It seems like there is a steady stream of awards given out this time of year – the Golden Globes, Grammys, and Academy Awards to name a few. We may not have a red carpet or an international audience, but here in library land we are also celebrating the “best” – the best of literature for young people.
Last week, the American Library Association announced the winners of the Caldecott, Newbery, and Printz Awards, as well as a plethora of lessor known honors. Most of these award winners are chosen by committees of librarians from across the country.
The Caldecott Medal is awarded to the illustrator of “most distinguished picture book” of the previous year. The first Caldecott award was given in 1938. This year’s winner is Dan Santat for his book The Adventures of Beekle: An Unimaginary Friend. Of course, with the number of stunning picture books each year, it wouldn’t be right to shine a light on a single title so several Honor Books (runners up) are also designated every year.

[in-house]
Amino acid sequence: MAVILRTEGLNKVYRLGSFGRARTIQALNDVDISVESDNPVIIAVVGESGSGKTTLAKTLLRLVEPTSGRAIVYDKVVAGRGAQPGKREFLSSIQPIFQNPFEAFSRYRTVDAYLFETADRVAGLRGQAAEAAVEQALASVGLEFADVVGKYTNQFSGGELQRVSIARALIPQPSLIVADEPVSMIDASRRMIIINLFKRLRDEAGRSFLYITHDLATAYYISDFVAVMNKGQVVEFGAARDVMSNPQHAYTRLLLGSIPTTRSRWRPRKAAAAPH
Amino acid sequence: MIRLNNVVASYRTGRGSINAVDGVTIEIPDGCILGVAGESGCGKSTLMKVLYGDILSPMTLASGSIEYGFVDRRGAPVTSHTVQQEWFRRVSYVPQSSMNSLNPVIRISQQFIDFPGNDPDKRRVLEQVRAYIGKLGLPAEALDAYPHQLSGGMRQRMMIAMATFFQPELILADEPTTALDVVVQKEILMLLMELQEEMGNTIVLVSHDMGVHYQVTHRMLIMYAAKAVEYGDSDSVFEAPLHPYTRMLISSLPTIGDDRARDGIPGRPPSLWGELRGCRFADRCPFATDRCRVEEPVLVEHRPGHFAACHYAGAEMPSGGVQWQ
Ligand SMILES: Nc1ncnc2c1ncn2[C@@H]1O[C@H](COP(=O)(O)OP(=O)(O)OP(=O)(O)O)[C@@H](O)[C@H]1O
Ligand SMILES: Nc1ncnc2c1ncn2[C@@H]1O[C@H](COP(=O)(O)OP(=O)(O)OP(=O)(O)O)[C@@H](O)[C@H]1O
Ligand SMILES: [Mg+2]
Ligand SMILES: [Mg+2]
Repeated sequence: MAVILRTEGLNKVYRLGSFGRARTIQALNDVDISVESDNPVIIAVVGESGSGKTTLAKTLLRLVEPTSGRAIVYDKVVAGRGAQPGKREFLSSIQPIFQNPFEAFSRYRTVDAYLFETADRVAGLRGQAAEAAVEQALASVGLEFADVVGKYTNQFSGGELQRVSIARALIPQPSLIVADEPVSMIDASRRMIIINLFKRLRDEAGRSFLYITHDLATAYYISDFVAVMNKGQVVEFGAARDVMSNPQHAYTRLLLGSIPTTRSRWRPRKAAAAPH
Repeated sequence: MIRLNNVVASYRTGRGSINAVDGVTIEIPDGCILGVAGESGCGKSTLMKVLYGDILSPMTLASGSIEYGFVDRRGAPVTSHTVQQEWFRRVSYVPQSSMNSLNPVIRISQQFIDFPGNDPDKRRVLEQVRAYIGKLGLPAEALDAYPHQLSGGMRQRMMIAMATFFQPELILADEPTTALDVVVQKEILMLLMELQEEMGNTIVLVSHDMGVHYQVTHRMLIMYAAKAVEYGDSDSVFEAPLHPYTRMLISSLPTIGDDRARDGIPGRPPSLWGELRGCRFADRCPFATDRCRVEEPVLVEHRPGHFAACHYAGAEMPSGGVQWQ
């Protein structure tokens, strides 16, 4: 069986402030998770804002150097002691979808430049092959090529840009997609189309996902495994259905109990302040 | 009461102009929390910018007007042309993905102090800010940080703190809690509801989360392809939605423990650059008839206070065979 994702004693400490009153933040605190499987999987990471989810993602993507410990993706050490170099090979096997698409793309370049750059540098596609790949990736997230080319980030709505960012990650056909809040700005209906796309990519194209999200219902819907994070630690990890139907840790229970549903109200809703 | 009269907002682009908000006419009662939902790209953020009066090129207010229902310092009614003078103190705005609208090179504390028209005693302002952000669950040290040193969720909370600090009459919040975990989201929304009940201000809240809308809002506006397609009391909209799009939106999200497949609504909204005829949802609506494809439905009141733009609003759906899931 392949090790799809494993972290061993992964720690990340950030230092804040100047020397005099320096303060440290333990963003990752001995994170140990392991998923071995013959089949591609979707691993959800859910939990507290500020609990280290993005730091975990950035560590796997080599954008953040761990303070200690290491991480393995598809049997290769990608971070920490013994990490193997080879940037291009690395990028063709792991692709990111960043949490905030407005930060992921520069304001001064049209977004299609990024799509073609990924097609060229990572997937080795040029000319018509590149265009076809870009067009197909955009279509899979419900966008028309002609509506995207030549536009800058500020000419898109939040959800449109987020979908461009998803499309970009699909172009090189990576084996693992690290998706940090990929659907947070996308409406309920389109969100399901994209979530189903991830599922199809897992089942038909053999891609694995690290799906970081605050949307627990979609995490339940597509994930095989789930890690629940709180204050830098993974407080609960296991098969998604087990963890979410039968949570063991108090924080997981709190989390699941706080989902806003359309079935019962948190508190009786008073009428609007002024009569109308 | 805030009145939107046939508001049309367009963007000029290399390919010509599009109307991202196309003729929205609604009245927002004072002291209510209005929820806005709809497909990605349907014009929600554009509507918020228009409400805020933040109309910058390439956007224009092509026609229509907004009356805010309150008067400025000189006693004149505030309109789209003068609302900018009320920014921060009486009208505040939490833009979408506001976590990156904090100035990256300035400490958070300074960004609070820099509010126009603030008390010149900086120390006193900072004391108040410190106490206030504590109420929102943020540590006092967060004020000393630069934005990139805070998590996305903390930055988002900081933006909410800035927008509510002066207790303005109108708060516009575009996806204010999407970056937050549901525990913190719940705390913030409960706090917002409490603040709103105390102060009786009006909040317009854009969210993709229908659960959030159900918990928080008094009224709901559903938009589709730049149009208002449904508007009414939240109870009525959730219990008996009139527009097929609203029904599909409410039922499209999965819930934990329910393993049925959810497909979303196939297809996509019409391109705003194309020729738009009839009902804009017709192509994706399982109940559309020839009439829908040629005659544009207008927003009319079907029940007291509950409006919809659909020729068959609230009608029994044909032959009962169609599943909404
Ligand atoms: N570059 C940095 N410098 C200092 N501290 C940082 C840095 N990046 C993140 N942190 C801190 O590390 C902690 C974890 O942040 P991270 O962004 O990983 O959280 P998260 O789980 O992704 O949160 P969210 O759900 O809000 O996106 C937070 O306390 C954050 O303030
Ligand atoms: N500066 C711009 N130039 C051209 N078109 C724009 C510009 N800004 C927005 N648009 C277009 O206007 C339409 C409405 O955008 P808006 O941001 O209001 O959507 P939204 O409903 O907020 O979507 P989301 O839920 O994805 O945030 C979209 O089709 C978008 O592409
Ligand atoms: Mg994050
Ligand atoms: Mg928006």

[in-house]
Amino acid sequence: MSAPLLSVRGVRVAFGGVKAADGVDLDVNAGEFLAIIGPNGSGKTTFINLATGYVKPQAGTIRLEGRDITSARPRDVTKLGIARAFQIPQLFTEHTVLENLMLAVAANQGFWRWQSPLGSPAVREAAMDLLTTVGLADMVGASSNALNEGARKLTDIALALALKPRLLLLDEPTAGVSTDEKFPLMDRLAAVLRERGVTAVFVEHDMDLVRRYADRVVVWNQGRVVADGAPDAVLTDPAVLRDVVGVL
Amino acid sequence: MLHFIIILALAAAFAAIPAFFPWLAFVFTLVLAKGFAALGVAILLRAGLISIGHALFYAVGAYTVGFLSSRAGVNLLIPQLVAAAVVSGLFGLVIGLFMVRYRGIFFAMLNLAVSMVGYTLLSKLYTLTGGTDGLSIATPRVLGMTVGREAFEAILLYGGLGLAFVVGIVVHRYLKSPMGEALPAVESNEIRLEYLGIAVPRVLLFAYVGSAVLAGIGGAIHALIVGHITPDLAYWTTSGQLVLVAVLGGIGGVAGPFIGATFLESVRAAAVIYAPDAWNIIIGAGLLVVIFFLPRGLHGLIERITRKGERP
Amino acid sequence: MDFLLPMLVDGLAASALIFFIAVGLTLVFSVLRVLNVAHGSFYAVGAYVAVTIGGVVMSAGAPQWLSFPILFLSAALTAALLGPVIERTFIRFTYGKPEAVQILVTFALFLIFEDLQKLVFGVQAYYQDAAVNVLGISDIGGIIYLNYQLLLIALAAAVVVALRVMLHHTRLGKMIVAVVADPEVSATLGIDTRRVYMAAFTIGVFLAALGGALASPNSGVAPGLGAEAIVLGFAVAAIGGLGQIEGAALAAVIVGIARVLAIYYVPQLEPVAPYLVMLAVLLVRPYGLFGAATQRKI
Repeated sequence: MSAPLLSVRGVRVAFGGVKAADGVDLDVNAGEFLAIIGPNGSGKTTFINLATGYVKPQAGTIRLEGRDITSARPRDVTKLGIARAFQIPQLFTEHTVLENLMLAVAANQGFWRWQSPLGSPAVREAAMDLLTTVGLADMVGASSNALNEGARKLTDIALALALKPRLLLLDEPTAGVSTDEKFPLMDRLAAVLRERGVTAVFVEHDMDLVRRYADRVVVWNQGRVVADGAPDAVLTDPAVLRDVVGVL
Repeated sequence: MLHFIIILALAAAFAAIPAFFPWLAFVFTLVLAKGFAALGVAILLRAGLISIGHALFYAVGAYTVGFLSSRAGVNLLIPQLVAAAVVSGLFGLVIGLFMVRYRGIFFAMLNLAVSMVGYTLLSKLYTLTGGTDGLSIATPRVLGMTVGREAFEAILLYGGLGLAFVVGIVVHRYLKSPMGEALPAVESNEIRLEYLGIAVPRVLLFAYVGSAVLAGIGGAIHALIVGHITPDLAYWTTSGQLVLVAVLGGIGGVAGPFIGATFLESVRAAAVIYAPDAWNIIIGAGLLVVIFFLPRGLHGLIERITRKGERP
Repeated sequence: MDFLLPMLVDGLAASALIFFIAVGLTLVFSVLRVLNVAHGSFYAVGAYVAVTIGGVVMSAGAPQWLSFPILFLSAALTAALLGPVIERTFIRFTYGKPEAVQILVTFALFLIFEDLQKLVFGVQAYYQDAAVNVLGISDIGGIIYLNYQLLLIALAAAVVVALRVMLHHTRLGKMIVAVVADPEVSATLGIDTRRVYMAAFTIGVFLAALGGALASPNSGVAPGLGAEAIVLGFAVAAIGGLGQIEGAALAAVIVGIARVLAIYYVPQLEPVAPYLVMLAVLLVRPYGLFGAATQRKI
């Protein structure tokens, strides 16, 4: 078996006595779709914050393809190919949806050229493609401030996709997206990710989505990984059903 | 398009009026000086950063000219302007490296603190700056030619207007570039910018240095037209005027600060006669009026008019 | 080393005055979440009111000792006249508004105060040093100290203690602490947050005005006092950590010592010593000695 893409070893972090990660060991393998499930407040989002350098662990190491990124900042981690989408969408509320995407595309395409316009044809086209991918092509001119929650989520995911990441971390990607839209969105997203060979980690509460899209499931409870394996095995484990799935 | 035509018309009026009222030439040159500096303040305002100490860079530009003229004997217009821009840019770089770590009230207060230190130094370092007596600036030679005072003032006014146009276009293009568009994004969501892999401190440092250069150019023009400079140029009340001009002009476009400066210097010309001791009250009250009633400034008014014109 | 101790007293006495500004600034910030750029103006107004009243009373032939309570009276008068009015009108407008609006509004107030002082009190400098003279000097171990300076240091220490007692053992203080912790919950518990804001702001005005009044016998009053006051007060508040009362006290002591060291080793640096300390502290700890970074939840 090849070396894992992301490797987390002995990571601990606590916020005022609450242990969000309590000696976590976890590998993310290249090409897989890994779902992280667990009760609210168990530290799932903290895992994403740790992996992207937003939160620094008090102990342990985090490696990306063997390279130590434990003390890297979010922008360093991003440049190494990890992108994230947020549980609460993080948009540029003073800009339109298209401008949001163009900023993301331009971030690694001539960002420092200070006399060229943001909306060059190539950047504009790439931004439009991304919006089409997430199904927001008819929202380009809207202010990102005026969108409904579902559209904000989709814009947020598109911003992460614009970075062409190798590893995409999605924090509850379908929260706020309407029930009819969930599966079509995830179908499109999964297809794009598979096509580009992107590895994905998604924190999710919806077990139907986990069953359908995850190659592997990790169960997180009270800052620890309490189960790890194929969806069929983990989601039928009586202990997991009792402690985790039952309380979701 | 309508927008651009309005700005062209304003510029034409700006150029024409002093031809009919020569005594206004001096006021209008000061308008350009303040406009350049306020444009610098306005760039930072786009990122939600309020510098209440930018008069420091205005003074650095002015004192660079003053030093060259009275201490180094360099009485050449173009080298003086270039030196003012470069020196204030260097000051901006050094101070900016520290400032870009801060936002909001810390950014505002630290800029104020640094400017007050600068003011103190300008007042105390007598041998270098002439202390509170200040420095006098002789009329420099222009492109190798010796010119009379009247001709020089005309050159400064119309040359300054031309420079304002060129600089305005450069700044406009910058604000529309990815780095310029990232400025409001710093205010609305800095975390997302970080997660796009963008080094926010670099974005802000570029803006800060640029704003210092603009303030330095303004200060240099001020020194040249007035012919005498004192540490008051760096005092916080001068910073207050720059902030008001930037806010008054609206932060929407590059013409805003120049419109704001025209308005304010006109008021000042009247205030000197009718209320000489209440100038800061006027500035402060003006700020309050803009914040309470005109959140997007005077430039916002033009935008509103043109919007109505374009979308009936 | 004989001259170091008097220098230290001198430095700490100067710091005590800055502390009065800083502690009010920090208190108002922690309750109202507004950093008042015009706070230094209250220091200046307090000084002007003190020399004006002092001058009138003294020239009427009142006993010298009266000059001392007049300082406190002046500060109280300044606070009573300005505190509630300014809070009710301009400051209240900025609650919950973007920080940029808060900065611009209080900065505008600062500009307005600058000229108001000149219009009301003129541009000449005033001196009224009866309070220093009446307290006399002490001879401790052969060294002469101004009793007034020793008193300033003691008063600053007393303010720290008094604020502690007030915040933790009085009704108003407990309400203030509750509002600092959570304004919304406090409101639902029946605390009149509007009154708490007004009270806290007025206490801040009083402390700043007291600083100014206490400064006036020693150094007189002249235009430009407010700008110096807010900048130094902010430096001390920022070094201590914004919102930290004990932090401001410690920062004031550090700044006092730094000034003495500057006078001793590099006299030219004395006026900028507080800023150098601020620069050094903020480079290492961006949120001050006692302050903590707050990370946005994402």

The Newbery Medal is awarded to the author of “the most distinguished contribution to American literature for children.” Like the Caldecott, the Newbery also recognizes Honor Books. The first Newbery Medal was awarded in 1922. This year’s winner is The Crossover by Kwame Alexander. Previous winners include The Voyages of Doctor Dolittle, Caddie Woodlawn, Wrinkle in Time, and The Giver.
Click here for descriptions and lists of other award winning books and media for youth.
Of course, the “best” book for any reader is the one they can’t put down and stays with them long after they’ve finished reading it. There is no guarantee the award winners will make your “best” list, but they are definitely worth a read.